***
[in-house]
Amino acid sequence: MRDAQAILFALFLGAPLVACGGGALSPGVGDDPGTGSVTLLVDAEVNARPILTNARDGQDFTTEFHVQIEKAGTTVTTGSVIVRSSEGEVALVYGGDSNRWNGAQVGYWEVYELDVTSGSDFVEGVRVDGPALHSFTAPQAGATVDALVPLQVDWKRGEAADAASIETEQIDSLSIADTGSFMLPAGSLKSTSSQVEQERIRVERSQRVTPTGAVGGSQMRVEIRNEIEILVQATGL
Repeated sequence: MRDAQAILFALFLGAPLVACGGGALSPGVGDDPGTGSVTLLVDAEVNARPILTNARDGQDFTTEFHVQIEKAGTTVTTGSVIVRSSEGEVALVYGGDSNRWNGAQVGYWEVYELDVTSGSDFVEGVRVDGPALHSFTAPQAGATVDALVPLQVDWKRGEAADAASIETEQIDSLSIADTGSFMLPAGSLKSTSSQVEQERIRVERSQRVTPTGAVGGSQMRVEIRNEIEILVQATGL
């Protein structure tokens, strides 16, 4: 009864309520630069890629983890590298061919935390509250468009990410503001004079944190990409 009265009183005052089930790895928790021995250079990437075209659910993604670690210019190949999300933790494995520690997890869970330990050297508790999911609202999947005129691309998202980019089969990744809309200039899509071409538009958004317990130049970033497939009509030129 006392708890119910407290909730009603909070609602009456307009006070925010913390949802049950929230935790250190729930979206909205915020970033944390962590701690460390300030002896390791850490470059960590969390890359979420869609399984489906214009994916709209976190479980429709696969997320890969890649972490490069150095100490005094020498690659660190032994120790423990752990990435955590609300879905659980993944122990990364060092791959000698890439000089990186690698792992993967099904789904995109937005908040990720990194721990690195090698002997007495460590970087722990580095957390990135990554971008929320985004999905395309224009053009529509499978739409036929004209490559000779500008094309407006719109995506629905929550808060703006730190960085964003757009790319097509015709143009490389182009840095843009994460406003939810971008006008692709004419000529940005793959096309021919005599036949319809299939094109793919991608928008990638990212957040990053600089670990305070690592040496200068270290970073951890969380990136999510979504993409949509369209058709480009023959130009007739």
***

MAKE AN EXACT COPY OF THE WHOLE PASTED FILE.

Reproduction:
[in-house]
Amino acid sequence: MRDAQAILFALFLGAPLVACGGGALSPGVGDDPGTGSVTLLVDAEVNARPILTNARDGQDFTTEFHVQIEKAGTTVTTGSVIVRSSEGEVALVYGGDSNRWNGAQVGYWEVYELDVTSGSDFVEGVRVDGPALHSFTAPQAGATVDALVPLQVDWKRGEAADAASIETEQIDSLSIADTGSFMLPAGSLKSTSSQVEQERIRVERSQRVTPTGAVGGSQMRVEIRNEIEILVQATGL
Repeated sequence: MRDAQAILFALFLGAPLVACGGGALSPGVGDDPGTGSVTLLVDAEVNARPILTNARDGQDFTTEFHVQIEKAGTTVTTGSVIVRSSEGEVALVYGGDSNRWNGAQVGYWEVYELDVTSGSDFVEGVRVDGPALHSFTAPQAGATVDALVPLQVDWKRGEAADAASIETEQIDSLSIADTGSFMLPAGSLKSTSSQVEQERIRVERSQRVTPTGAVGGSQMRVEIRNEIEILVQATGL
């Protein structure tokens, strides 16, 4: 009864309520630069890629983890590298061919935390509250468009990410503001004079944190990409 009265009183005052089930790895928790021995250079990437075209659910993604670690210019190949999300933790494995520690997890869970330990050297508790999911609202999947005129691309998202980019089969990744809309200039899509071409538009958004317990130049970033497939009509030129 006392708890119910407290909730009603909070609602009456307009006070925010913390949802049950929230935790250190729930979206909205915020970033944390962590701690460390300030002896390791850490470059960590969390890359979420869609399984489906214009994916709209976190479980429709696969997320890969890649972490490069150095100490005094020498690659660190032994120790423990752990990435955590609300879905659980993944122990990364060092791959000698890439000089990186690698792992993967099904789904995109937005908040990720990194721990690195090698002997007495460590970087722990580095957390990135990554971008929320985004999905395309224009053009529509499978739409036929004209490559000779500008094309407006719109995506629905929550808060703006730190960085964003757009790319097509015709143009490389182009840095843009994460406003939810971008006008692709004419000529940005793959096309021919005599036949319809299939094109793919991608928008990638990212957040990053600089670990305070690592040496200068270290970073951890969380990136999510979504993409949509369209058709480009023959130009007739």